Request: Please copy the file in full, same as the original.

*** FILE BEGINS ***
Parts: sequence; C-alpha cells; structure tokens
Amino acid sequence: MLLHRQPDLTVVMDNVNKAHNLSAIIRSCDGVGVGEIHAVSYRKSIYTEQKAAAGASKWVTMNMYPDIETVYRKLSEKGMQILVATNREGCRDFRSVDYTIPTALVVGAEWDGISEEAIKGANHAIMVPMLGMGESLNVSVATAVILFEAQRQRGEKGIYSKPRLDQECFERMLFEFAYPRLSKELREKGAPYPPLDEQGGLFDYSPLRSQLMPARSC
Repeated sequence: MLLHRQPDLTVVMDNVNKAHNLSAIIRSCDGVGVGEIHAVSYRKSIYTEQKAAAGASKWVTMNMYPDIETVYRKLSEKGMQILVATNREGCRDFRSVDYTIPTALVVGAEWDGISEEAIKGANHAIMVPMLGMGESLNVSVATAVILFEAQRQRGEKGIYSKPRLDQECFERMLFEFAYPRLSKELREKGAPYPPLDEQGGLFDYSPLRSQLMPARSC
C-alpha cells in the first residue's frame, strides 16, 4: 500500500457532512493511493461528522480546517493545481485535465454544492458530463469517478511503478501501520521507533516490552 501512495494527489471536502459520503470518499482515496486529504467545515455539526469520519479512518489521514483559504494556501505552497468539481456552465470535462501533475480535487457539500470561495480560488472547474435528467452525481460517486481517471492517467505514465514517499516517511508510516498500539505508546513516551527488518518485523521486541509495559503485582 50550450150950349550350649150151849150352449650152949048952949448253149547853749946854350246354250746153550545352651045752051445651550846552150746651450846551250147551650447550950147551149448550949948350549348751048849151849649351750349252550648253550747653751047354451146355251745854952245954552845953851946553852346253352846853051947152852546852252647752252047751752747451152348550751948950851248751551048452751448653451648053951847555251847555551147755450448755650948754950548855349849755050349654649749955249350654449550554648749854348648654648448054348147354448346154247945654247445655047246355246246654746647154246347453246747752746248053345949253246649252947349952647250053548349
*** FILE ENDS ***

Parts: sequence; C-alpha cells; structure tokens
Amino acid sequence: MLLHRQPDLTVVMDNVNKAHNLSAIIRSCDGVGVGEIHAVSYRKSIYTEQKAAAGASKWVTMNMYPDIETVYRKLSEKGMQILVATNREGCRDFRSVDYTIPTALVVGAEWDGISEEAIKGANHAIMVPMLGMGESLNVSVATAVILFEAQRQRGEKGIYSKPRLDQECFERMLFEFAYPRLSKELREKGAPYPPLDEQGGLFDYSPLRSQLMPARSC
Repeated sequence: MLLHRQPDLTVVMDNVNKAHNLSAIIRSCDGVGVGEIHAVSYRKSIYTEQKAAAGASKWVTMNMYPDIETVYRKLSEKGMQILVATNREGCRDFRSVDYTIPTALVVGAEWDGISEEAIKGANHAIMVPMLGMGESLNVSVATAVILFEAQRQRGEKGIYSKPRLDQECFERMLFEFAYPRLSKELREKGAPYPPLDEQGGLFDYSPLRSQLMPARSC
C-alpha cells in the first residue's frame, strides 16, 4: 500500500457532512493511493461528522480546517493545481485535465454544492458530463469517478511503478501501520521507533516490552 501512495494527489471536502459520503470518499482515496486529504467545515455539526469520519479512518489521514483559504494556501505552497468539481456552465470535462501533475480535487457539500470561495480560488472547474435528467452525481460517486481517471492517467505514465514517499516517511508510516498500539505508546513516551527488518518485523521486541509495559503485582 50550450150950349550350649150151849150352449650152949048952949448253149547853749946854350246354250746153550545352651045752051445651550846552150746651450846551250147551650447550950147551149448550949948350549348751048849151849649351750349252550648253550747653751047354451146355251745854952245954552845953851946553852346253352846853051947152852546852252647752252047751752747451152348550751948950851248751551048452751448653451648053951847555251847555551147755450448755650948754950548855349849755050349654649749955249350654449550554648749854348648654648448054348147354448346154247945654247445655047246355246246654746647154246347453246747752746248053345949253246649252947349952647250053548349